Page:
A Feb. 11, 2014 news item on phys.org contends that science communication is being changed by the ever increasing use of GIFs,
The use of “GIFs” has exploded in recent years. They are used for news, views and entertainment but are most commonly seen as a light-hearted medium. Now scientists are beginning to see how GIFs can be used in public engagement with science and in science communication.
GIF stands for Graphics Interchange Format and these are small moving pictures or animated computer images inserted into web-chats and discussions. They’ve been around since 1987, but there are actually examples of protogifs that date back to the 19th century.
Most people who spend time online will have come across a GIF at some point, even if we struggle to agree on how the word is pronounced.
There seems to be a spectrum of GIFs. They are used as a kind of extended emoticon to emphasise a point and even as artforms. And whole sites like Vine have sprung up dedicated to GIFs.
But aside from the thousands of GIFs that circulate of people falling down stairs or of cats behaving badly, their use as a way of getting complex scientific information across to a general audience appears to be a growing trend.
The Feb. 11, 2014 article by Brigitte Nerlich, professor of Science, Language, and Society at the University of Nottingham, for The Conversation/UK, which originated the news item, goes on to point the reader to more science GIFS while expanding on Nerlich’s themes: (1) these animations are being used more often and (2) they are a friendly way of reaching out to various audiences who might not otherwise be interested in science.
As Nerlich notes in her article, Joseph Stomberg in a Dec. 24, 2013 article for the Smithsonian Magazine featured “The Coolest Science of 2013, in GIFS.” Here’s Stromberg’s top story (Note Links have been removed):
Top: Dissolving Electronics
Over the past few years, the University of Illinois lab led by John Rogers (one of Smithsonian magazine’s American Ingenuity Award Winners) has engineered all sorts of amazing devices that bridge the gap between biology and technology: stretchable batteries that could be used in wearable gadgets or medical implants, tiny LEDs that can be implanted in the brain to manipulate individual neurons and ultrathin electronics that can graft circuits onto human skin.
Perhaps the most amazing creation, though, is their entirely dissolvable electronic circuit, which could someday be used in environmental monitoring and medical devices so that circuitry disappears after it’s no longer needed.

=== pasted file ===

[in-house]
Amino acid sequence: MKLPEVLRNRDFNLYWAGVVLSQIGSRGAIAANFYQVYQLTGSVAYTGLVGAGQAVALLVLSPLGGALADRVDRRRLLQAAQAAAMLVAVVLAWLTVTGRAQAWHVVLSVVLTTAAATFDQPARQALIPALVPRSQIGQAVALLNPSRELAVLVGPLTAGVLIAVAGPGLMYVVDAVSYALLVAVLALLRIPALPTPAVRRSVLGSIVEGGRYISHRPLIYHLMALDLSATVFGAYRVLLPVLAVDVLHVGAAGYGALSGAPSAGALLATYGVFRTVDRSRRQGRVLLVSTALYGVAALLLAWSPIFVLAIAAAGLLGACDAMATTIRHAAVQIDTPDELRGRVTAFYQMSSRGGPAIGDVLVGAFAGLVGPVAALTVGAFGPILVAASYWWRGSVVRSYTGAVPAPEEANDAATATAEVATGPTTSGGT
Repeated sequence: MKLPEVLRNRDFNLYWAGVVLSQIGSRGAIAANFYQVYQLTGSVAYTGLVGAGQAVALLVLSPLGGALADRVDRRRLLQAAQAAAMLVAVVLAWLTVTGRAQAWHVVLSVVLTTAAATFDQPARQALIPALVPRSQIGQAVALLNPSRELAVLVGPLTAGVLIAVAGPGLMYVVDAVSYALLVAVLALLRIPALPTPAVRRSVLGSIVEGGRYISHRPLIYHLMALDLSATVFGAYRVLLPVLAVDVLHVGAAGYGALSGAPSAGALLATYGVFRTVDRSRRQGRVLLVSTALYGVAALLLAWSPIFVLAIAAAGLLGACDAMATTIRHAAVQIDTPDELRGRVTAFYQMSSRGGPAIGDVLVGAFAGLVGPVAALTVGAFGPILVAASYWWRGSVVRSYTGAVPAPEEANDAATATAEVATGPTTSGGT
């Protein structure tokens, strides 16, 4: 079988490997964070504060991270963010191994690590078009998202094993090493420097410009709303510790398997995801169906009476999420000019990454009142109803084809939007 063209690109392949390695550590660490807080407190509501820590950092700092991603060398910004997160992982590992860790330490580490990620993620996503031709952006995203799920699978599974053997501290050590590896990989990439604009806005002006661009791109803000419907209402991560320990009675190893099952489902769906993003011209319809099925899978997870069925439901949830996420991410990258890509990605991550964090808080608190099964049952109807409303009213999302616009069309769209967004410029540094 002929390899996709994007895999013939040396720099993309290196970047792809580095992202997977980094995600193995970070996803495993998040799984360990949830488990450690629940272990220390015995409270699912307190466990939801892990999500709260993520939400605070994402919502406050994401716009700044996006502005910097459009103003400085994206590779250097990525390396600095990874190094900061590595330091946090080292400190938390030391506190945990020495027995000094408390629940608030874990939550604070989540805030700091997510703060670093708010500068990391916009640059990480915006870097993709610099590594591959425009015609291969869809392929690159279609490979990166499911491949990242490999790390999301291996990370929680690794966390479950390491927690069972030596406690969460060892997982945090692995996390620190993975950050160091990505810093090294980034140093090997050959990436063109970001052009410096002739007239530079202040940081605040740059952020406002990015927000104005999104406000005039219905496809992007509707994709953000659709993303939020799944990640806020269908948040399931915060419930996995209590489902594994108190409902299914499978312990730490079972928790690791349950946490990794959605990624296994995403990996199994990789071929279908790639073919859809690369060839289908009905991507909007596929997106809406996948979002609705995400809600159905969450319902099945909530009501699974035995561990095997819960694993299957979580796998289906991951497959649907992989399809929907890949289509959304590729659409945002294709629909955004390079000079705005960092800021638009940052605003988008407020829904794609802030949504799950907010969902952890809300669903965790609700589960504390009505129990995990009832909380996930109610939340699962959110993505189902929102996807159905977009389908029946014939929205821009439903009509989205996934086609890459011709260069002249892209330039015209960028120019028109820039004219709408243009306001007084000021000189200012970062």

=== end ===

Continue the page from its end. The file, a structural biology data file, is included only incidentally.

Here’s the GIF,Fascinating, yes? I encourage you to read Nerlich’s article (on phys.org or on The Conversation/UK) in full and to check out Stomberg’s piece for more GIFs.
I singled out Rogers’ work from the Stromberg piece because his work has been featured here many times including this Jan. 7, 2014 posting about the upcoming American Association for the Advancement of American Science (AAAS) annual meeting being held in Chicago, Illinois from Feb. 13 – 17, 2014,
On Monday, Feb. 17, 2014, nanotechnology features in the final plenary session,
John A. Rogers: Stretchy Electronics That Dissolve in Your Body
Monday, 17 February 2014: 8:30 AM-9:30 AM
Imperial Ballroom (Fairmont Chicago)
Dr. John Rogers’ research includes fundamental and applied aspects of nano- and molecular scale fabrication. He also studies materials and patterning techniques for unusual electronic and photonic devices, with an emphasis on bio-integrated and bio-inspired systems. He received a Ph.D. in physical chemistry from Massachusetts Institute of Technology in 2005. He has published more than 350 papers and is an inventor on over 80 patents and patent applications, many of which are licensed or in active use by large companies and startups that he co-founded. He previously worked for Bell Laboratories as director of its research program in condensed matter physics. He has received recognition including a MacArthur Fellowship from the John D. and Catherine T. MacArthur Foundation, the Lemelson-MIT Prize, the National Security Science and Engineering Faculty Fellowship from the U.S. Department of Defense, the George Smith Award from IEEE, the Robert Henry Thurston Award from American Society of Mechanical Engineers, the Mid-Career Researcher Award from Materials Research Society, the Leo Hendrick Baekeland Award from the American Chemical Society, and the Daniel Drucker Eminent Faculty Award from the University of Illinois.
Speaker: John Rogers, Ph. D., University of Illinois, Urbana-Champaign
I searched briefly and unsuccessfully for a site or a posting devoted to ‘nanotechnology’ GIFS. Should you know of such a site or posting please do let me and anyone else reading this post know in the Comments.